Since 2012, 2,900 incidents of suspected child sex trafficking occurred through backpage.com, according to The National Center for Missing and Exploited ChildrenThe appearance in Sacramento Superior Court comes days after Ferrer, 55, was arrested on a California warrant after arriving at Houston's Bush Intercontinental Airport on a flight from Amsterdam.
Ferrer, who remains held without bail at Sacramento County Main Jail, faces 10 felony charges including pimping of a minor, pimping and conspiracy to commit pimping, according to California Attorney General Kamala Harris, who in a statement said the arrested website executive and his leadership team "purposefully and unlawfully designed Backpage to be the world's top online brothel."
Backpage controlling shareholders Michael Lacey and James Larkin were arraigned on charges of conspiracy to commit pimping. All three men are to return to court Thursday, when they are expected to enter pleas.
They also are scheduled for a Nov. 16 hearing where defense attorneys plan to argue against the complaint, saying it violates their clients’ First Amendment rights.
The charges against the men are the result of a three-year joint investigation by Texas and California attorneys general official.
The National Center for Missing and Exploited Children reported 2,900 incidents of suspected child sex trafficking since 2012 that occurred through the adult entertainment site’s classified ads, according to an affidavit.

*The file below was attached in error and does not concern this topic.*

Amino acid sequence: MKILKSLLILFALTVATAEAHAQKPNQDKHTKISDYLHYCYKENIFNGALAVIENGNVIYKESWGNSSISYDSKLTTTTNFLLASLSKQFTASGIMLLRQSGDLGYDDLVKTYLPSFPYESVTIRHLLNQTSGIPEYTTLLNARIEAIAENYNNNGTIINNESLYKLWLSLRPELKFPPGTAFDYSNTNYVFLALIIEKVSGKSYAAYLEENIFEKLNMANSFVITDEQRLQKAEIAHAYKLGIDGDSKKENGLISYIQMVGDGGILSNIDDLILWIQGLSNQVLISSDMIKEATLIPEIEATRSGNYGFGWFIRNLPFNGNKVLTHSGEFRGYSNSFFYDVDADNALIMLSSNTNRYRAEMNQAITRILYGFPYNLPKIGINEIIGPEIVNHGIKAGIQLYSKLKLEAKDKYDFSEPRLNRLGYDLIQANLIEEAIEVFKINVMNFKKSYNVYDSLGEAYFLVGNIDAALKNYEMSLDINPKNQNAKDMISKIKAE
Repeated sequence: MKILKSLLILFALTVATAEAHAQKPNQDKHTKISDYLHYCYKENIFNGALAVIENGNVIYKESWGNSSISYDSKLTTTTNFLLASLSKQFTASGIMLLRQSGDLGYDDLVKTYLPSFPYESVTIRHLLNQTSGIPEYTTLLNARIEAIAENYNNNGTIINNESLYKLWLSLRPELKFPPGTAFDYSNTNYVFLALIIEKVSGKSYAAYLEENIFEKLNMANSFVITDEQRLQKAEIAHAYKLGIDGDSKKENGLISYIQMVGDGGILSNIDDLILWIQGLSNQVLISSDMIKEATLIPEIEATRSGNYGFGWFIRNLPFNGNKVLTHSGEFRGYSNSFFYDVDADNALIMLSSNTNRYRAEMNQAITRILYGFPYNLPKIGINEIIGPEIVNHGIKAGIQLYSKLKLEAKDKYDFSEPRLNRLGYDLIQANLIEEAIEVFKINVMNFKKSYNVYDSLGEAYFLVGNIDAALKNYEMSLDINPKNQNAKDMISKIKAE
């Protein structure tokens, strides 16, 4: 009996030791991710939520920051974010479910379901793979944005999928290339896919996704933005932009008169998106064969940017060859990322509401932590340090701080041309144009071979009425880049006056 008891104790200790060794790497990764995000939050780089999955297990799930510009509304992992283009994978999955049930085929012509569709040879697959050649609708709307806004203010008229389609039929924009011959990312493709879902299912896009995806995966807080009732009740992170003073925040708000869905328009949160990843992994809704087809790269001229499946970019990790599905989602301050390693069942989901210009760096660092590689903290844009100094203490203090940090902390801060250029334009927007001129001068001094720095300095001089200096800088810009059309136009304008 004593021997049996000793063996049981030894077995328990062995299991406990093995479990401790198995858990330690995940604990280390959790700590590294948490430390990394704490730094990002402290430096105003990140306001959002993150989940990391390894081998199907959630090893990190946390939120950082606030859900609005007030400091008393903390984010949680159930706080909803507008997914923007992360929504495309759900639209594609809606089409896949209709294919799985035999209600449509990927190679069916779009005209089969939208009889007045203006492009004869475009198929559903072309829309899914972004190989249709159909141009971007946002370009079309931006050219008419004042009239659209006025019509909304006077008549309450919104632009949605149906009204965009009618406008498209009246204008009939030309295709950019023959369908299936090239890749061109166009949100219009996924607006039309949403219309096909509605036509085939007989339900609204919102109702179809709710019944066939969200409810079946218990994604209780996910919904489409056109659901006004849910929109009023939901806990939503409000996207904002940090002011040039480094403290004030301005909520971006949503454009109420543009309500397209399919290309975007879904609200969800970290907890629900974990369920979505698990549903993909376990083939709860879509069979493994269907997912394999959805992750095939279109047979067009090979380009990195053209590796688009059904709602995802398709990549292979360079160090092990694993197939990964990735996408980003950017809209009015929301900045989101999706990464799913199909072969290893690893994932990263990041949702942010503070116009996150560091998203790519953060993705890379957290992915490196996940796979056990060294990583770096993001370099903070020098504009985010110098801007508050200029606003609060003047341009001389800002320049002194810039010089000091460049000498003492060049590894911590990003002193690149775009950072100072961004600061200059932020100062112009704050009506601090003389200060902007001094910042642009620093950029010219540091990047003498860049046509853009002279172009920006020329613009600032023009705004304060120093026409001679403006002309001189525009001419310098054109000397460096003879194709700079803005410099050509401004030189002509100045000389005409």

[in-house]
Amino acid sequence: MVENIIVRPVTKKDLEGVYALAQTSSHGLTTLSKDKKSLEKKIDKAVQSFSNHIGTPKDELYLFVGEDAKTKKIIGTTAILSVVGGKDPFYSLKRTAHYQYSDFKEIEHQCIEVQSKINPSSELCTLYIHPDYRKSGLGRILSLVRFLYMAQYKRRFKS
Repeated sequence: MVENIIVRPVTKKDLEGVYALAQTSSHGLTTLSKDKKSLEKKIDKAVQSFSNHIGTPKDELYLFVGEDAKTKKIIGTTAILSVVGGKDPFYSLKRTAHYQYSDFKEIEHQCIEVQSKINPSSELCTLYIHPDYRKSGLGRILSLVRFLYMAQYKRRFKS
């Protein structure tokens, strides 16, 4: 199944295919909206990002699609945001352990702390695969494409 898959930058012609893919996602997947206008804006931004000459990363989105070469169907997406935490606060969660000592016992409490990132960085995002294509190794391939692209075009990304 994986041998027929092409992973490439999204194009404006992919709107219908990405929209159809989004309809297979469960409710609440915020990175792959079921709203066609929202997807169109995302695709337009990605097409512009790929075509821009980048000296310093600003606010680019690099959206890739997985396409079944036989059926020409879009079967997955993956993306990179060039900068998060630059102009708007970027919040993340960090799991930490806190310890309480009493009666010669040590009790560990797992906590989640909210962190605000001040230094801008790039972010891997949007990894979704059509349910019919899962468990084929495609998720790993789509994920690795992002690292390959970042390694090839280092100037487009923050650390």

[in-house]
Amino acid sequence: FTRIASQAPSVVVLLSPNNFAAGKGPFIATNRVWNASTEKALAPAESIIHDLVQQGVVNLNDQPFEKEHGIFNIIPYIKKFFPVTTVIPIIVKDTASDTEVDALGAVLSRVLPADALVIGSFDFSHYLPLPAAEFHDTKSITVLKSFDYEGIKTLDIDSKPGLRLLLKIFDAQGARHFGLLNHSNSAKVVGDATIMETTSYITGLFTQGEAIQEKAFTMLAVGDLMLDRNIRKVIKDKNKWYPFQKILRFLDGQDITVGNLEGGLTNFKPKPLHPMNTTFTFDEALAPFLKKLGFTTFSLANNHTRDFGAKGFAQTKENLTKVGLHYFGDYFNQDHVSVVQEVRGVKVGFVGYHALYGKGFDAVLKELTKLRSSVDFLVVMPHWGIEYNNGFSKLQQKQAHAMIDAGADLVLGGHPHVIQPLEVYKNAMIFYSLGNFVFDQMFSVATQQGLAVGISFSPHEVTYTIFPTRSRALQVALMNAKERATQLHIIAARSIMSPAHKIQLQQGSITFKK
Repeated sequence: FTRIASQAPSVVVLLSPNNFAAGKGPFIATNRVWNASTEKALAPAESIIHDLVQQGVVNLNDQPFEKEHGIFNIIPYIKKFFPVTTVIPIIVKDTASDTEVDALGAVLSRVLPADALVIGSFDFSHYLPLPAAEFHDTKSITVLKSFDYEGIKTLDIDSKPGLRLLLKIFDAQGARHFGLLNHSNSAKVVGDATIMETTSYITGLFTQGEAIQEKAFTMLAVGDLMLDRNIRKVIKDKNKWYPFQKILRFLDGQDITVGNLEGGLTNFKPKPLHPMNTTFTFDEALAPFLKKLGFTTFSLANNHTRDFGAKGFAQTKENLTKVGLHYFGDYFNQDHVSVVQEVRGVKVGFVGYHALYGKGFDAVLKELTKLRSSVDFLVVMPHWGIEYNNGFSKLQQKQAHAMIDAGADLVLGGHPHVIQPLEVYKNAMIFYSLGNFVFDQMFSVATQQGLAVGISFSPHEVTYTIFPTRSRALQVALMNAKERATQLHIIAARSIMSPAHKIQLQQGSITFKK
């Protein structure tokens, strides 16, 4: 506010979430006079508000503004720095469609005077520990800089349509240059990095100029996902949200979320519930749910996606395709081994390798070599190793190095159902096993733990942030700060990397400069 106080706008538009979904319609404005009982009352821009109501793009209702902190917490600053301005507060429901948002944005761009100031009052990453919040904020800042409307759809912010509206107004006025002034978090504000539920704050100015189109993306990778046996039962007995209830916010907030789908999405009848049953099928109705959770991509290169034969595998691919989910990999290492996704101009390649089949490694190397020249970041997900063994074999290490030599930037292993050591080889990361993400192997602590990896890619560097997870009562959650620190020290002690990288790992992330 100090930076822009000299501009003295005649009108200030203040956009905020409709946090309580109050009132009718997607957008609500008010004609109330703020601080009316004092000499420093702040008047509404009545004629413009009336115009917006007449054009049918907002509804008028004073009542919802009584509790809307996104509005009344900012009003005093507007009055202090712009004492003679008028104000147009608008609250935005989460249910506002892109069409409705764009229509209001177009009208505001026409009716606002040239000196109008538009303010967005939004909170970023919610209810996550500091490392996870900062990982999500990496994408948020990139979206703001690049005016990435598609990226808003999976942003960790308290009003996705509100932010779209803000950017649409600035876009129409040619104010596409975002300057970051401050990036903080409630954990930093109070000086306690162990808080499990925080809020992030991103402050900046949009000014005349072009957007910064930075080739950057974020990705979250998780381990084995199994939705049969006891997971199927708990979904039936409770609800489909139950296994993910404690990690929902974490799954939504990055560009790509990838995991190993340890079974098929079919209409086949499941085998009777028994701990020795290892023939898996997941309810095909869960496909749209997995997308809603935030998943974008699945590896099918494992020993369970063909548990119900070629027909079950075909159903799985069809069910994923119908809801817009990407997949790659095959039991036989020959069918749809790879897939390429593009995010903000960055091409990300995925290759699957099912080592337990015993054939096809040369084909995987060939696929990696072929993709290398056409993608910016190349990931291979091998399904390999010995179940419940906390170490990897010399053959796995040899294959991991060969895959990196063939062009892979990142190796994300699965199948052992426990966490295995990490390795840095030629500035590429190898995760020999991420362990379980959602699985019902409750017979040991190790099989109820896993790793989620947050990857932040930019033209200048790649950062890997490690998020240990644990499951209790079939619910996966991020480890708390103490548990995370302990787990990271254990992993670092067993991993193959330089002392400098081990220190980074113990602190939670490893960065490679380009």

State attorney general's officials said nearly all of the website's income from January 2013 through March 2015 came from its adult section, while in California almost all of its $51 million in self-reported revenue from the same two-year period was made through advertising, officials said.
Sex Workers Outreach Project of Sacramento, a sex workers’ advocacy group says the arrests fail to address the root causes of sexual exploitation and set a “dangerous precedent for free speech.”
Group member Kimberlee Cline said online sites like Backpage.com provide a safer, more independent outlet for those working in the sex industry. Cline, who attended Wednesday’s hearing, said shutting down the website and its online advertising would put sex workers at greater risk, sending them back to the streets to ply their trade.
“I don’t think this is relevant to helping the people who are struggling. If Backpage closes down, they’ll look for less safe avenues of work,” Cline said outside the courtroom. “Nothing is happening in that courtroom that’s going to help people. It’s going to make people a lot less safe.”